Tag Archives: Public Relations

From The BS Generator: The Most Overused Buzzwords In Public Relations 2013 – Infographic

With journalists constantly getting bombarded with story requests, the worst thing you can do is throw away your one chance to impress due to an overuse of buzzwords. Not to fear, mind. The team at Pressat have your back (Jack). Continue reading

Advertisements
Image

Social Media Influencers vs. Brand Advocates – Infographic

Influencer outreach is a key element of many social media and modern public relations programs. But they often prove ineffective at driving behavior beyond social chatter. I wrote a post about why this is so, called “Why Online Influencer Outreach is Overrated and How to Fix It”

The biggest issue is that we tend to confuse audience with influence. Having a lot of Twitter followers doesn’t give you the power to drive action, it gives you the power to drive awareness. Those are different abilities with unequal degrees of usefulness, just like the power to fly (Superman) is better than the power to swim fast and talk to fish (Aquaman).

The other issue is passion. True influence requires two things: audience and advocacy. Advocacy is driven by the depth of conviction, and influencers typically are less committed to the product or company than are actual customer advocates.

In the original post, I recommend focusing these types of programs first on harnessing the passion of current customers, who make up for in passion what they may lack in audience, and then expand to influencers who bring the audience but perhaps less passion.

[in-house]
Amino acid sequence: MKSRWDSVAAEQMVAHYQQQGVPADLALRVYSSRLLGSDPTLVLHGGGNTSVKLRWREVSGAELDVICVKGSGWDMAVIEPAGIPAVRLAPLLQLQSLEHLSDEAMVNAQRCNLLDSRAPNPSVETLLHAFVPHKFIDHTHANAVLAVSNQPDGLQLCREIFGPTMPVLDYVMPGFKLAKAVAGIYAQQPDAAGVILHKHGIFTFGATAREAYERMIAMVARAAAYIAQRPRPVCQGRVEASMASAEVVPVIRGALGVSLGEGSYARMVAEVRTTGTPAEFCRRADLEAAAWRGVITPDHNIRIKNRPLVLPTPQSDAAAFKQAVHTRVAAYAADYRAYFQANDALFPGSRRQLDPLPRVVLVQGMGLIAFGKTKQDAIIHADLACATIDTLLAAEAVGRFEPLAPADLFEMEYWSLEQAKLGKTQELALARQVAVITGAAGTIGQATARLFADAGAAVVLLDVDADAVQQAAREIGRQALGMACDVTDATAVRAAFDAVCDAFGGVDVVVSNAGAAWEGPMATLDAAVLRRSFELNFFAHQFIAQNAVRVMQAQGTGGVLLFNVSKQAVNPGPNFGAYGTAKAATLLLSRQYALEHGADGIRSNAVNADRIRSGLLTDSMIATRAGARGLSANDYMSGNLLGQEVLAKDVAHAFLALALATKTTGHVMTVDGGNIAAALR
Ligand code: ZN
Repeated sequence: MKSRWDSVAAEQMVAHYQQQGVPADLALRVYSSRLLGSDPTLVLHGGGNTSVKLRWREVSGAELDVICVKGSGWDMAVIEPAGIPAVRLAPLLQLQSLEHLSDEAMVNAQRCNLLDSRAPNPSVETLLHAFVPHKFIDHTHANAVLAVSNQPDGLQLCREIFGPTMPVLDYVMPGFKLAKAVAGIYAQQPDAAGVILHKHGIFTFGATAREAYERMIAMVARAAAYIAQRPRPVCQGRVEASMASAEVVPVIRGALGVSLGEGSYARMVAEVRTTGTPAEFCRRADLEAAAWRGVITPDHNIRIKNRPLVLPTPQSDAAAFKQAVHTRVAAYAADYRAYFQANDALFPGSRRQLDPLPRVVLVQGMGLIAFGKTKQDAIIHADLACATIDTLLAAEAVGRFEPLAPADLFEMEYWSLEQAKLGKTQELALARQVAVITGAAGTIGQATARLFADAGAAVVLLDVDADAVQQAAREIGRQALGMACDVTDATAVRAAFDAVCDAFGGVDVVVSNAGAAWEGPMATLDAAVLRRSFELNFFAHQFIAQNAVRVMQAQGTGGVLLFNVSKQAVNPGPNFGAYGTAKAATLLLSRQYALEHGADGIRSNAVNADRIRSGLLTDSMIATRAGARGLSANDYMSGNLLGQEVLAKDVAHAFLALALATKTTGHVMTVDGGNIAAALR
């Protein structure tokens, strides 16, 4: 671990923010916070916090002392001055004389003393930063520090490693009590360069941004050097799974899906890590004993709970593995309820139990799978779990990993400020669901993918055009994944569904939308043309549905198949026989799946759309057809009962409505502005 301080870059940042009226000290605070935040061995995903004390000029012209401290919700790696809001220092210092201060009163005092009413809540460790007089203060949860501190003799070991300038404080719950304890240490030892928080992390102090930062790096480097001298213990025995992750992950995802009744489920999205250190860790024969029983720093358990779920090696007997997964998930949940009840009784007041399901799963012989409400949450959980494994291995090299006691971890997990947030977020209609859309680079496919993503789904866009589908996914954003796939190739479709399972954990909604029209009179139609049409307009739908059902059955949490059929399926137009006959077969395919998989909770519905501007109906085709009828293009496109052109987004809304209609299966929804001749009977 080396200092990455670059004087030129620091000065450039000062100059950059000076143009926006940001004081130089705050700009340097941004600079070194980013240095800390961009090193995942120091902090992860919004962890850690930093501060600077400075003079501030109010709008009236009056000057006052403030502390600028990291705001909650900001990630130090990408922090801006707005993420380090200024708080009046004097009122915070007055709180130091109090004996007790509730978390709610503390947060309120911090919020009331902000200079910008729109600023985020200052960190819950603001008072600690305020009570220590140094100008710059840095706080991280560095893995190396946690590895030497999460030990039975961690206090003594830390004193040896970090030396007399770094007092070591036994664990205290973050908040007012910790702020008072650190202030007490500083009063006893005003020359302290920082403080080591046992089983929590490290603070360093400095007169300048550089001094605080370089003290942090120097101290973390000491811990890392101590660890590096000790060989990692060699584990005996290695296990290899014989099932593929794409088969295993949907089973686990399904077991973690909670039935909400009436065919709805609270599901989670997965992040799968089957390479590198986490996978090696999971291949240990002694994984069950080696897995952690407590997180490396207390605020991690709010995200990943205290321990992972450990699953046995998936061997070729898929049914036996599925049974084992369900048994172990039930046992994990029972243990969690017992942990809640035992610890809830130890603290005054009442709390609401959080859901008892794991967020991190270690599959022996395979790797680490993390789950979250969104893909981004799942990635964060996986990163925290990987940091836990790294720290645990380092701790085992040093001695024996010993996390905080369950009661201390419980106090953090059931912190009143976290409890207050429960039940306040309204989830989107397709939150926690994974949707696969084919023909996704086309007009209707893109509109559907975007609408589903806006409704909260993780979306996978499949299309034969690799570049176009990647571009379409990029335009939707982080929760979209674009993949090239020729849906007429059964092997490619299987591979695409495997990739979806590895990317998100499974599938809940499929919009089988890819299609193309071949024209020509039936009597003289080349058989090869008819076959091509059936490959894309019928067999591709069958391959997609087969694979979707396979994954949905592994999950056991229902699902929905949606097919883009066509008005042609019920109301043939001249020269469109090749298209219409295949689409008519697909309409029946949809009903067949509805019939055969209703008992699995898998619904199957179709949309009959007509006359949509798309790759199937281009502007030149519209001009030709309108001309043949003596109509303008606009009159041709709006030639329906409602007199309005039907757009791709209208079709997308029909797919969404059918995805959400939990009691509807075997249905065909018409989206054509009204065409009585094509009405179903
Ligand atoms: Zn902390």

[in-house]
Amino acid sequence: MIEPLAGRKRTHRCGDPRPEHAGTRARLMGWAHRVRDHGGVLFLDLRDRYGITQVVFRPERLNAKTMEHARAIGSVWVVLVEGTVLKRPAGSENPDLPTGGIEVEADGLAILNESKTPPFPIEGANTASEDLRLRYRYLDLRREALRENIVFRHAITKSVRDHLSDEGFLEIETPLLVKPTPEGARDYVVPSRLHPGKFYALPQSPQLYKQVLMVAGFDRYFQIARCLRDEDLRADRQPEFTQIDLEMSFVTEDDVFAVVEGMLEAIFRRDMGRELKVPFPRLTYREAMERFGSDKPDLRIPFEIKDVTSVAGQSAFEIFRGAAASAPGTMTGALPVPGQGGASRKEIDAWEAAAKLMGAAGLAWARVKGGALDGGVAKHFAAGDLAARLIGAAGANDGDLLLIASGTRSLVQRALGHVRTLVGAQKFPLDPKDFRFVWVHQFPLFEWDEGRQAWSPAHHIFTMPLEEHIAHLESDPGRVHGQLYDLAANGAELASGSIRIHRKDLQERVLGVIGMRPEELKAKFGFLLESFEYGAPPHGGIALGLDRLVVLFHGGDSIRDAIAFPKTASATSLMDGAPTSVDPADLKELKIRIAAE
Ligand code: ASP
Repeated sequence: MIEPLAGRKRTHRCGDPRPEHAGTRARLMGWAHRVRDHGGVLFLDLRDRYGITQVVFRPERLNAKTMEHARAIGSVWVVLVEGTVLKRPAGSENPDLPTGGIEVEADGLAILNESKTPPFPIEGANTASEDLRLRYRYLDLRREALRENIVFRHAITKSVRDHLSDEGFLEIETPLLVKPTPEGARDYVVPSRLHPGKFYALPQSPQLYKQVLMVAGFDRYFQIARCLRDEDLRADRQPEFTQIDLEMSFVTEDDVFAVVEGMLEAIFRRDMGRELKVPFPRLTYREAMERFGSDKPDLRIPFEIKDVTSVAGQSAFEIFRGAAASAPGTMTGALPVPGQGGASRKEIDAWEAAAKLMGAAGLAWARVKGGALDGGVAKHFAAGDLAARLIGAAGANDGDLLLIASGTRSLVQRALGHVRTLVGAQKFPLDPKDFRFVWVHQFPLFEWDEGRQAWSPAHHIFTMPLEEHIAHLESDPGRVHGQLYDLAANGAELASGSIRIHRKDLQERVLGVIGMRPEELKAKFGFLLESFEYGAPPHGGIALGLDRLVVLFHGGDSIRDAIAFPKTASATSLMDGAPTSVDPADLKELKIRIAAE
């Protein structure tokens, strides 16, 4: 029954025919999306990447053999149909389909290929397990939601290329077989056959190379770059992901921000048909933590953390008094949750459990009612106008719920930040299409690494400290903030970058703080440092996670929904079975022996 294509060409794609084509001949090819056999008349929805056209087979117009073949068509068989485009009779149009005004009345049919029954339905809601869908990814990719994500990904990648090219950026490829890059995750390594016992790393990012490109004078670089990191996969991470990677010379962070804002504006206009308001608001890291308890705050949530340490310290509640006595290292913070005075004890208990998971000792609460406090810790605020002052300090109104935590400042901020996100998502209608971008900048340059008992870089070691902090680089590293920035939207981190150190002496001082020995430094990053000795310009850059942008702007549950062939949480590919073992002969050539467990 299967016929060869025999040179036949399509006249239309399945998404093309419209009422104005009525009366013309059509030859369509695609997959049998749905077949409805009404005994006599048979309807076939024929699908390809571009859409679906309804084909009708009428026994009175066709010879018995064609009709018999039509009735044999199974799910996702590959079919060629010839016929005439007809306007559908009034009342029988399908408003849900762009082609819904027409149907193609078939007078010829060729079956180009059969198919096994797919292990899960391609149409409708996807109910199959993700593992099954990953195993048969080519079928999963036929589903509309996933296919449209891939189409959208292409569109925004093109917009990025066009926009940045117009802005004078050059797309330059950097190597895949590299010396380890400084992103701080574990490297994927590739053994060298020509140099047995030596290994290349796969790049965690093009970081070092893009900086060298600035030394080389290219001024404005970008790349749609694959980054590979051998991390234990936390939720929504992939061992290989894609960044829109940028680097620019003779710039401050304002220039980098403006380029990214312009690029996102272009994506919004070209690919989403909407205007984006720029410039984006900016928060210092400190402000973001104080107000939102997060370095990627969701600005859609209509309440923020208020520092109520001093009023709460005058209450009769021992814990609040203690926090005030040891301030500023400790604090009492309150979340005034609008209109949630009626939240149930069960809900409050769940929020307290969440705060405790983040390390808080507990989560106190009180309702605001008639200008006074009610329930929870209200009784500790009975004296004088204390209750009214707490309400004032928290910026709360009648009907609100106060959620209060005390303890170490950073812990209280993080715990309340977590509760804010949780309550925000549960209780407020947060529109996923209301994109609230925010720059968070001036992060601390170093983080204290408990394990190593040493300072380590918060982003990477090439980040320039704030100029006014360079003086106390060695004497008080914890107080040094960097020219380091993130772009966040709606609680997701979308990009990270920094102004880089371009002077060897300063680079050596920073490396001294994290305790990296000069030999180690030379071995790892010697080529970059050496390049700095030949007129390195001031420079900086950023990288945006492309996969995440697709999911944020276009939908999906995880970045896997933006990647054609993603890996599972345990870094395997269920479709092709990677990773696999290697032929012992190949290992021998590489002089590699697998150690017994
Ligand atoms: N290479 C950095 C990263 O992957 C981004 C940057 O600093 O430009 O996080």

Our friends at Zuberance.com (which helps companies activate customer advocates) worked up this infographic that illustrates the differences between influencers and advocates. Feel free to share it, embed it, etc.

Source: Zuberance, Convince & Convert, Jay Bear

Video Content for Public Relations – Emma Dantoft

Marketing Campaign: $12.17 in expenses turn into potential $2,000,000 business opportunity

Marketing can turn into an expensive adventure. That it doesn’t have to be that expensive can be viewed in this example. A soccer fan in a job search wanted to proof his point, and qualifications, and created a marketing and public relations campaign that quickly turned into a business development campaign with potential sales of $2,000,000. That it didn’t turn into sales has to do with the fact that he ran the campaign independently and wasn’t involved with the organization he promoted.

The campaigner informed the organization (a New York City soccer business on the way back into professional soccer) that he is intending to run a marketing and PR campaign. The organization wasn’t opposed to the campaign. While an attached poll went around the world Continue reading